Developing countries fear that a proposed treaty to harmonize patent laws globally could have a devastating impact on their access to essential medicines, diagnostics and vaccines. A passionate and fractious debate around the proposed treaty underscores the vital role of trade and intellectual property for public health.
Indian HIV/AIDS activists and an international lawyers' group lodged an objection in late March 2006 to a patent application for an AIDS drug filed by a multinational company in India, arguing the patent would restrict access to this medicine. The case illustrates the impact that global harmonization of patent law could have on public health in developing countries, as it could remove the legal basis for such objections in future.
Last year, India, an important global provider of cheap generic medicines to other developing nations, adopted a new law on patents to bring the country in line with the World Trade Organization (WTO) Agreement on Trade-Related Aspects of Intellectual Property Rights (TRIPS).
Under the new law, the Indian Government retained the right of its people or companies to oppose new applications for patents in India prior to approval by national patent offices. Now, groups fighting to improve access to medicines say proposals for global patent harmonization could strip national patent offices of this and other responsibilities.
The TRIPS Agreement established minimum standards for patents in WTO member states, but left room for each country to decide which patents to grant. In addition, TRIPS provided flexibilities, which were reinforced in the 2001 WTO Doha Ministerial Declaration, so that countries could escape some provisions in a public health emergency. Countries have barely used these flexibilities (see story on pp. 342-343) and now the work of another Geneva-based international body--the UN World Intellectual Property Organization (WIPO) threatens to eliminate them entirely.
Some TRIPS provisions were first proposed when WIPO started working on global patent harmonization in the 1980s. In 2000, some procedures for patent filing worldwide were streamlined under the WIPO Patent Law Treaty. Since then, the European Union, Japan and the United States have pushed for further harmonization by reviving WIPO's efforts to harmonize substantive aspects of patent processing, i.e. aspects that go beyond procedure. But most of WIPO's 183 members stand firmly opposed to this.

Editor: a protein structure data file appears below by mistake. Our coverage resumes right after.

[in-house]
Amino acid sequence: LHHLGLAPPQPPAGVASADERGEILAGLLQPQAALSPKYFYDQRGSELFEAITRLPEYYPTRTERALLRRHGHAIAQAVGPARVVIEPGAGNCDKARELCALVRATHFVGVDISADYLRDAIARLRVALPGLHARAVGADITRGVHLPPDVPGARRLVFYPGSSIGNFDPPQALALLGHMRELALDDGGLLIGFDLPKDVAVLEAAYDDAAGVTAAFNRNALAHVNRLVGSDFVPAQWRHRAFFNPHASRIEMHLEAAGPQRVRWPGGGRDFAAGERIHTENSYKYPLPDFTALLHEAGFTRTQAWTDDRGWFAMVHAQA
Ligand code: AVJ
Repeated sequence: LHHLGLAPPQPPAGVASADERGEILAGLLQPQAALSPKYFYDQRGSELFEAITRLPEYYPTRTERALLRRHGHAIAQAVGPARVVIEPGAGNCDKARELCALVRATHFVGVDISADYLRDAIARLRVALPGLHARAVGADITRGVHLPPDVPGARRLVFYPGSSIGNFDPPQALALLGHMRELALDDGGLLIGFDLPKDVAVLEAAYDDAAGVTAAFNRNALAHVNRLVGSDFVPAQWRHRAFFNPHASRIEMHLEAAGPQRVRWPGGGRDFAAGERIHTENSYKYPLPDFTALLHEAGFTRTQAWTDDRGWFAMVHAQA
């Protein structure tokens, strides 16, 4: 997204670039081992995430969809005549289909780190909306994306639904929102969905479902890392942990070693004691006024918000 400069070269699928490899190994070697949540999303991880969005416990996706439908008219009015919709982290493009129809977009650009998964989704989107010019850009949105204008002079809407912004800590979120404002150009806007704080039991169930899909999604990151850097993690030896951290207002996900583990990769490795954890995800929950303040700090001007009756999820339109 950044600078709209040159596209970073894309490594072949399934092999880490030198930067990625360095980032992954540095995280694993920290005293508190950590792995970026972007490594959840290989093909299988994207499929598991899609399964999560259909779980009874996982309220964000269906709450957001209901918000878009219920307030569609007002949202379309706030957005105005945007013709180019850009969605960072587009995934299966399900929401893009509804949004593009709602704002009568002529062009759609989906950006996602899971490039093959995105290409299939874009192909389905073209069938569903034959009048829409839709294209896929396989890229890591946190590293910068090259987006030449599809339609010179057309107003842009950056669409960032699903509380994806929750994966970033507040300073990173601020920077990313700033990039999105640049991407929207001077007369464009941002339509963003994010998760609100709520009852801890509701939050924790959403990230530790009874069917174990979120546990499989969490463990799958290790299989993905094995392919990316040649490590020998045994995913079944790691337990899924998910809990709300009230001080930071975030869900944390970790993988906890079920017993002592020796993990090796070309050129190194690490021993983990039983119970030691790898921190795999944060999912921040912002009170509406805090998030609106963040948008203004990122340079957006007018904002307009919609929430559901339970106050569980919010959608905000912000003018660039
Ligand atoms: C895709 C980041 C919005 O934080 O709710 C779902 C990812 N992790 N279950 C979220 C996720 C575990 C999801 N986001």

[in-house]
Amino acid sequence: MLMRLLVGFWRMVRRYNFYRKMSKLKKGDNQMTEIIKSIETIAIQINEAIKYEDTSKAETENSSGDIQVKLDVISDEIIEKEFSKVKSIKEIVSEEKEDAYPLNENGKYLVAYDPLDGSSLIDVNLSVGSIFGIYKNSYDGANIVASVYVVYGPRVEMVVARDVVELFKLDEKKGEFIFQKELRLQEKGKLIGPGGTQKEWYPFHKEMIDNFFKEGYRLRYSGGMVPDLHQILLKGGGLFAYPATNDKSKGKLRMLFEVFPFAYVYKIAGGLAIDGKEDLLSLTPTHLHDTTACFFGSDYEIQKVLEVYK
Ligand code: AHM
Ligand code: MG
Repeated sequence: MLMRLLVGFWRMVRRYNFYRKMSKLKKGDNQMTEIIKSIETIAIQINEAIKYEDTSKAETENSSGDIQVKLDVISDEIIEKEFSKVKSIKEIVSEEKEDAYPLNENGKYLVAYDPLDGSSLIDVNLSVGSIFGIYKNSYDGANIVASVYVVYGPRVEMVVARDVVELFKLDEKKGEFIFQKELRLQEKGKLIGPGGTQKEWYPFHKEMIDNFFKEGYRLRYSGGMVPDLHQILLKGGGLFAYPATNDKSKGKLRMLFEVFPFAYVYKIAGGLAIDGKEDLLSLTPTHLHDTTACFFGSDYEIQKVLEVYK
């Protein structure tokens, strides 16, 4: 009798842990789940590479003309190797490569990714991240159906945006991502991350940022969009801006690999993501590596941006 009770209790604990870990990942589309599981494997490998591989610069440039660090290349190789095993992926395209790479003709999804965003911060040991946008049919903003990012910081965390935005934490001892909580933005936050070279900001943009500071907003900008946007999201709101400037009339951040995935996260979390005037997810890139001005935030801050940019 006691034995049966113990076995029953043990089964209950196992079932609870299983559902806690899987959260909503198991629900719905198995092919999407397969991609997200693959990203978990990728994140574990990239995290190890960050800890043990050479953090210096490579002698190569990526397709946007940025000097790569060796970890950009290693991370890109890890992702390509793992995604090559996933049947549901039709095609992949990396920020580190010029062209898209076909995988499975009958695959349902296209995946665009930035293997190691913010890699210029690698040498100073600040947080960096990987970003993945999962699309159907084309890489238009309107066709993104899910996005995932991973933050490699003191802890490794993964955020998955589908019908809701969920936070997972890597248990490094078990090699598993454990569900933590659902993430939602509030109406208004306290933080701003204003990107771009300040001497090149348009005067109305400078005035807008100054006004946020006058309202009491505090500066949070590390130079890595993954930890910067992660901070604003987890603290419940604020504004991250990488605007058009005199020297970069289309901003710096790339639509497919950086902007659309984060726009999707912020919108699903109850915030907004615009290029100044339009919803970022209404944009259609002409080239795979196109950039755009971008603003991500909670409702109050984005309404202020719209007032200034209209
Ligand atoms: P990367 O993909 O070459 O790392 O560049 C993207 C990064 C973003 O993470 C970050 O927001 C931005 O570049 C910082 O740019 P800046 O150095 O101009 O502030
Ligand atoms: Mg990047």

The primary vehicle for harmonization at WIPO is the proposed Substantive Patent Law Treaty (SPLT), which is being negotiated by the WIPO Standing Committee on the Law of Patents. But since it was first proposed in 2001, the SPLT has snagged year after year, partly because its chief promoters, the European Union, Japan and the United States--the "trilateral" countries-- cannot agree, but also because developing countries see little advantage in proceeding with it.
Developing countries fear that the proposed treaty would mean less autonomy in national decision-making with regard to patents, loss of TRIPS flexibilities, and higher prices for medicines.
"Quite clearly, it is not in the interests of developing countries to seek either a 'light' SPLT or a more comprehensive SPLT, since they have little to gain from a broader harmonization of substantive patent law," said Professor Carlos Correa, Director of the Centre for Interdisciplinary Studies on Industrial Property and Economics Law at the University of Buenos Aires.
Correa and Sisule Musungu, Acting Coordinator of the Programme on Innovation, Access to Knowledge and Intellectual Property at the Geneva-based South Centre, argue that harmonization will lead to a situation where the United States' definition of patent law is imposed on all countries. They have called for an assessment--governmental or independent--of the impact patent harmonization would have on developing countries.
Trilateral industry groups, meanwhile, are stepping up the pressure on WIPO to make progress towards harmonization. …